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A couple of steam locomotives that I bought recently have electrical signs on them. I assume these are to warn people walking on the running plate about possible overhead wires. (Is this correct?) I think these are garish and I can't remember them as a lad when I was trainspotting about 1955 - 1958. Can anyone tell me what year they were introduced? I think I'm going to remove them anyway as I think they look totally wrong for a 1950's layout. Perhaps I should have bought the version with the earlier emblem but I'm not fussy about which ones I have.
 

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DT
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Yes, I agree on what you say. Then again, most locos were quite a bit dirtier than the nice pristine models that we buy. Even the weathered versions are dirty in a clean sort of way. I think in the old days, soot, grime, oil and dust would have dulled most of those type of markings.
 

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I'm sure I can recall the overhead warning flashes on steam locos in the late 1950s, even on the Southern Region which was predominately 3rd rail (no warning signs for that!). There were some areas (sidings and goods branches in particular) where they put in OHL for the first electro-diesels to pick up on via pantograph when third rail would be hazardous to shunters
The warnings were definately on Eastern Region locos working out of Liverpool Street under the OHL on the electrified Stratford/Ilford/Southend route at that time; seen during many hours spent trainspotting at Stratford.
I suspect that BR slapped them on all locos, particularly the standard classes, so that if a loco was moved to (or even passing through) an area with OHL the warnings were there for all to see.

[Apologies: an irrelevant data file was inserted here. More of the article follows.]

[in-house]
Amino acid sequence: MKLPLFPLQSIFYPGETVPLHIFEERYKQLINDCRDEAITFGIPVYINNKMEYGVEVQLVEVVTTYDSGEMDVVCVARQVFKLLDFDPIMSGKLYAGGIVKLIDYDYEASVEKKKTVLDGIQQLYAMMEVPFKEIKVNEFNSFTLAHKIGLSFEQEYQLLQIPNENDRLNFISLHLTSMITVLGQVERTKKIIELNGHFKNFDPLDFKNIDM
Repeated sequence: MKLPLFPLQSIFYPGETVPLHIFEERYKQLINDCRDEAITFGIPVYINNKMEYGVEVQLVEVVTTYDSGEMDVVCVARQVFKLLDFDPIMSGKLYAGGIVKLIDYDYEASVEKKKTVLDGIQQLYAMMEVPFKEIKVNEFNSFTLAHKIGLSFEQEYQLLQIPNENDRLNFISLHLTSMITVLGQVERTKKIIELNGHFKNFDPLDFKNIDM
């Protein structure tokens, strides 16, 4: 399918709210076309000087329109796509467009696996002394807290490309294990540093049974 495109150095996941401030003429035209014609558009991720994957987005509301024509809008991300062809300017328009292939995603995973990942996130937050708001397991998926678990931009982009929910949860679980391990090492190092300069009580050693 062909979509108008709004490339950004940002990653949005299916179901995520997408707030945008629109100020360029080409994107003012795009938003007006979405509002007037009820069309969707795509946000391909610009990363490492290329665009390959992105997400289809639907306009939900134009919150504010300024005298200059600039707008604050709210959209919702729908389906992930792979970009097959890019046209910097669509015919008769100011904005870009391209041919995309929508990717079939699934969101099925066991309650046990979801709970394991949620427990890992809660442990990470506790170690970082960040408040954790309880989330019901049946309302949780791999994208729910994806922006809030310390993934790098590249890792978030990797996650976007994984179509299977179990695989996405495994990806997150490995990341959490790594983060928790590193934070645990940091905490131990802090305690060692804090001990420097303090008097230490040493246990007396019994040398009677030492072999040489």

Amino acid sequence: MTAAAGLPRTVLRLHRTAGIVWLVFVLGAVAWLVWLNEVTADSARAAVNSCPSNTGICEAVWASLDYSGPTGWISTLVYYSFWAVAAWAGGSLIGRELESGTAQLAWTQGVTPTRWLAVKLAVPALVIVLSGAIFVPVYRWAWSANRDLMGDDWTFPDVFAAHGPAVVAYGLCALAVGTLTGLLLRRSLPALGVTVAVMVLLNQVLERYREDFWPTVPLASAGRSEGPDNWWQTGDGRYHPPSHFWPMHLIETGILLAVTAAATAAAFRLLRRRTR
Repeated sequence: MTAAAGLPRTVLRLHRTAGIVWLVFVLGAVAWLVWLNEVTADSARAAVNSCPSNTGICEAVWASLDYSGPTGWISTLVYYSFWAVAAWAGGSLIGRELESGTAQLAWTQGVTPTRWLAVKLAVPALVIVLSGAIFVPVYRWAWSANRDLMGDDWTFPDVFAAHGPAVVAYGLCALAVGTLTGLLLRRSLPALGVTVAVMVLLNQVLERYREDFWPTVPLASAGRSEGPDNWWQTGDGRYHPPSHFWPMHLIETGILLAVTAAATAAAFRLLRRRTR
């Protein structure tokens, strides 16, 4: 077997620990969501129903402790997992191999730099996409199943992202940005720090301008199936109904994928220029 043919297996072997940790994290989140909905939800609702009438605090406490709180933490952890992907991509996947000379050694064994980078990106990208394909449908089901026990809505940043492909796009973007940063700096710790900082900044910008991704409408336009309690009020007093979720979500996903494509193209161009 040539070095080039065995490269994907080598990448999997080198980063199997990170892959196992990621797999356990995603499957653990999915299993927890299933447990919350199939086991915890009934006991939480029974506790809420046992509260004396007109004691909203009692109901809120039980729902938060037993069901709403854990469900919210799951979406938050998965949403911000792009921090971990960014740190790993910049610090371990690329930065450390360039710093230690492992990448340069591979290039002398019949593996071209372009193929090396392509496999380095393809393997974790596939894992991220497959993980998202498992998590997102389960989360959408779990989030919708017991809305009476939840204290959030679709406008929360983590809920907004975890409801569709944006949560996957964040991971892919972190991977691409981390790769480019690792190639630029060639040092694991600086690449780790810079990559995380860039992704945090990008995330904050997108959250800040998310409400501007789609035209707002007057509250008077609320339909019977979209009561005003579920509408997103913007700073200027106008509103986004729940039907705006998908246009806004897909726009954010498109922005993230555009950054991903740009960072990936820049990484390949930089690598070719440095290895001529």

Regards,
John

PS Just thought to have a look in my ABC Combined Volume for Winter 1961 - the last I ever had. The photos in this suggest that the signs were distributed as follows:
WR: Virtually no loco seems to carry them
SR: Most locos did not. Those that did seem to be mostly the West Country/Battle of Britain and the Merchant Navies.
MR: Quite a few did
ER: Quite a lot did, at least those likely to be around the London area.
Standards: Warning flashes carried without exception.
John
 

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Started about 1960, added as locos went thro shops, photos in the abc combine would mostly been more than 6 months old.
The Western, as always, wasn't keen to add them, but it was pointed out that some times their bigger locos would be working under overhead wires like Crewe.It is correct to run the older emblem without warning flashes, as they came in 1957. It was very rare for the flash signs to be completely covered by grime, as they were normally positioned in prominent places that were least likely to get grimey - but some one will proove me wrong.
Paul M.
 

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Chief mouser